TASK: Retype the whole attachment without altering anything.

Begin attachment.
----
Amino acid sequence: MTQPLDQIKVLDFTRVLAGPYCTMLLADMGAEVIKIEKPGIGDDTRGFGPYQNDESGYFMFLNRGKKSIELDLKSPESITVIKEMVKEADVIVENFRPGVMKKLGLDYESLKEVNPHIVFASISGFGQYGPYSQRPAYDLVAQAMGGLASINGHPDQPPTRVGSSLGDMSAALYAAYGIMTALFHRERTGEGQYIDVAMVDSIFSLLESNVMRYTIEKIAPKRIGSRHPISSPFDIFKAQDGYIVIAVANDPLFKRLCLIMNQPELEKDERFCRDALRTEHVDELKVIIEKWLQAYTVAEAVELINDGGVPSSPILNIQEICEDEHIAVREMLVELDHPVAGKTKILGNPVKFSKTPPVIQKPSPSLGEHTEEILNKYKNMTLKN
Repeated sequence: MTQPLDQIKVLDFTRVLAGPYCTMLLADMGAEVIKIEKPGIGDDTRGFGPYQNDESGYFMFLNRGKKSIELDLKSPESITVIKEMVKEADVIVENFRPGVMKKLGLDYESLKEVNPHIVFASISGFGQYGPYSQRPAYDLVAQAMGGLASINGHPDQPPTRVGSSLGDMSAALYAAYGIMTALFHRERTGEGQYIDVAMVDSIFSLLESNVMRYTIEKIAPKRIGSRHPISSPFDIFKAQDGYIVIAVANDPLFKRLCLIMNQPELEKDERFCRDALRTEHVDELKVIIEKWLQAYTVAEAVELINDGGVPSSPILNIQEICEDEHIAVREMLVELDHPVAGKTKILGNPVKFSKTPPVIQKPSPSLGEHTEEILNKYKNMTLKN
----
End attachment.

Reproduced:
Amino acid sequence: MTQPLDQIKVLDFTRVLAGPYCTMLLADMGAEVIKIEKPGIGDDTRGFGPYQNDESGYFMFLNRGKKSIELDLKSPESITVIKEMVKEADVIVENFRPGVMKKLGLDYESLKEVNPHIVFASISGFGQYGPYSQRPAYDLVAQAMGGLASINGHPDQPPTRVGSSLGDMSAALYAAYGIMTALFHRERTGEGQYIDVAMVDSIFSLLESNVMRYTIEKIAPKRIGSRHPISSPFDIFKAQDGYIVIAVANDPLFKRLCLIMNQPELEKDERFCRDALRTEHVDELKVIIEKWLQAYTVAEAVELINDGGVPSSPILNIQEICEDEHIAVREMLVELDHPVAGKTKILGNPVKFSKTPPVIQKPSPSLGEHTEEILNKYKNMTLKN
Repeated sequence: MTQPLDQIKVLDFTRVLAGPYCTMLLADMGAEVIKIEKPGIGDDTRGFGPYQNDESGYFMFLNRGKKSIELDLKSPESITVIKEMVKEADVIVENFRPGVMKKLGLDYESLKEVNPHIVFASISGFGQYGPYSQRPAYDLVAQAMGGLASINGHPDQPPTRVGSSLGDMSAALYAAYGIMTALFHRERTGEGQYIDVAMVDSIFSLLESNVMRYTIEKIAPKRIGSRHPISSPFDIFKAQDGYIVIAVANDPLFKRLCLIMNQPELEKDERFCRDALRTEHVDELKVIIEKWLQAYTVAEAVELINDGGVPSSPILNIQEICEDEHIAVREMLVELDHPVAGKTKILGNPVKFSKTPPVIQKPSPSLGEHTEEILNKYKNMTLKN